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    Everything doctors need to know about CPC+ changes in 2018

    Editor's Note: Welcome to Medical Economics' blog section which features contributions from members of the medical community. These blogs are an opportunity for bloggers to engage with readers about a topic that is top of mind, whether it is practice management, experiences with patients, the industry, medicine in general, or healthcare reform. The series continues with this blog by Lori E. Rousche, MD, a family physician in Souderton, Pennsylvania. She is also the hospice medical director for Grand View Health in Sellersville, Pennsylvania. The views expressed in these blogs are those of their respective contributors and do not represent the views of Medical Economics or UBM Medica.


    The past year was one of phenomenal reformation of our practice trying to provide more intensive care for our sickest patients, and trying to help our patients navigate the health care system to their own benefit as encouraged by the Comprehensive Primary Care Plus (CPC+) program. CPC+ is a Centers for Medicare & Medicaid Services initiative that is attempting to improve the quality of healthcare along with the value by transforming how physicians take care of patients. Our first year of involvement saw many improvements in our care, including the hiring of an in-office behavioral health specialist and dietician. We also hired two new care coordinators, clinical staff members that reach out to our most complicated patients on a regular basis to be sure they are taking their medications, doing their blood work, and going to their specialists’ appointments. We met with patients over dinner to discuss what they liked and did not like about our practice with the hopes of making positive changes.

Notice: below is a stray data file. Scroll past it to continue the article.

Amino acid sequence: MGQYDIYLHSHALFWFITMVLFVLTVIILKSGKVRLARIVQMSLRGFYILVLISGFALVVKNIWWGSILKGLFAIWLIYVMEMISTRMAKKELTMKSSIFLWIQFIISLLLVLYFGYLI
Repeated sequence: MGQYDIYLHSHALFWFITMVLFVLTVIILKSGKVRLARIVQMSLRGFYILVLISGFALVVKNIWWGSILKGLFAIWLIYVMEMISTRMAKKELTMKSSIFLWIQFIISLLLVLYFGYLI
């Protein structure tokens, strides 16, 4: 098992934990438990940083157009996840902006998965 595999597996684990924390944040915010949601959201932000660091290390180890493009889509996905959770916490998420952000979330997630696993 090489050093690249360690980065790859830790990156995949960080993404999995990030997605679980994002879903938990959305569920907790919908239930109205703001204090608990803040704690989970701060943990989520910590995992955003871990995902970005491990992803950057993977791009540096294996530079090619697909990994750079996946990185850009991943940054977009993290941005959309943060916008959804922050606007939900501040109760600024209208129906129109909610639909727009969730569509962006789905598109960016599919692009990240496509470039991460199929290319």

MORE FROM DR. ROUSCHE: This is how CPC+ impacted my physician practice


    For 2018, there are changes to the requirements of CPC+. I will focus on the CPC+ electronic clinical quality measures (eCQMs). These are the metrics that we are graded on at year’s end and that will affect our pay. Remember that in the first year of CPC+, we received 100 percent of the available money, but up to 10 percent had to be paid back in part or in full to the government at the end of the year if we did not meet the listed metrics. In 2018, the split is 75 percent guaranteed payments, but up to 25 percent of the money goes back to the insurer if we don’t meet the metrics.

    The eCQMs that will be tracked by CPC+ for the year of 2018 include outcome measures that MUST be reported, which include controlling high blood pressure, and diabetes control (per innovation.cms.gov). Practices must report on these measures and perform to a certain standard, or money needs to be returned. For high blood pressure, it is patients aged 18-85 with a diagnosis of hypertension, and to meet the measure, the blood pressure must be less than 140/90. For the diabetes measure, it includes diabetics aged 18-75 who have hbgA1cs greater than 9 percent.

    Next: Breaking down the measures


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